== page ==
In the latest episode of Premier League ‘Master vs Apprentice’, Pep Guardiola takes on his former assistant Mikel Arteta at the Emirates, in a battle between two managers who know each other so well that tactical preparations for the game may well resemble two chess masters locked deep in thought, paused while separately anticipating the others’ double bluff.
Many expected Arsenal to play a style of football similar to Manchester City after hiring Arteta, assuming his tactical preference would be a possession-based, fluid, attacking system that gets the most out of the club’s attacking talent due to his Guardiola association. For much of his tenure it has been anything but, with a rigid, counter-attack focused 3-4-3 making Arsenal a difficult watch at times.
A key feature of this system was the use of a false nine – a role Guardiola has fully embraced this season, fielding five players in the 3-1 win over Everton who could all interchange for that one position – but without any player naturally suited to it, too many of Arsenal’s attacks broke down early, or weren’t finished off. Alexandre Lacazette is OK at it, Eddie Nketiah is great at the defensive side but lacks cutting edge, and Pierre-Emerick Aubameyang is used out on the left wing, rarely able to get into the sorts of goalscoring positions he needs to.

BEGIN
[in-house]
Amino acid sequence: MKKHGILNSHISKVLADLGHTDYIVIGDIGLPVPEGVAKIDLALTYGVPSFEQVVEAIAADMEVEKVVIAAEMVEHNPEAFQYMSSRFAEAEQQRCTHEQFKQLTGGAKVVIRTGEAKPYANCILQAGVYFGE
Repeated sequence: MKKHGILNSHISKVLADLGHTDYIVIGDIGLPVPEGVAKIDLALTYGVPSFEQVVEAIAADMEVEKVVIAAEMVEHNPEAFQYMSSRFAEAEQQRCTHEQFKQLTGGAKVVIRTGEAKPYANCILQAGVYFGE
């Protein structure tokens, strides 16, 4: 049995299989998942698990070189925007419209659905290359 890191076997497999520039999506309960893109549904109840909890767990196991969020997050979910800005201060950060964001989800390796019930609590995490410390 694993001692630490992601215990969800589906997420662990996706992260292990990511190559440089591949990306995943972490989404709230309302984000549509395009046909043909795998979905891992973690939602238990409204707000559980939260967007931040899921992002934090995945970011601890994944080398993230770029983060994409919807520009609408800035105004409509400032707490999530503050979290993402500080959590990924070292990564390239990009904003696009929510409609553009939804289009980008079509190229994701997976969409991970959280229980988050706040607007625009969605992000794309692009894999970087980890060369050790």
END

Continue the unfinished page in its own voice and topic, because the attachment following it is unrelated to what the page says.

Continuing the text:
Things have completely changed in 2021. A return to a 4-2-3-1 against Chelsea in December produced a 3-1 win and the system has been kept in place since. That switch in styles has corresponded with improved performances, more creativity, flowing football and better results.
The use of an actual striker has made a huge difference. Aubameyang’s positioning and movement during the 4-2 win over Leeds helped the team take advantage of a high line and created depth, which produces space for the midfielders behind and frees up room for a number 10.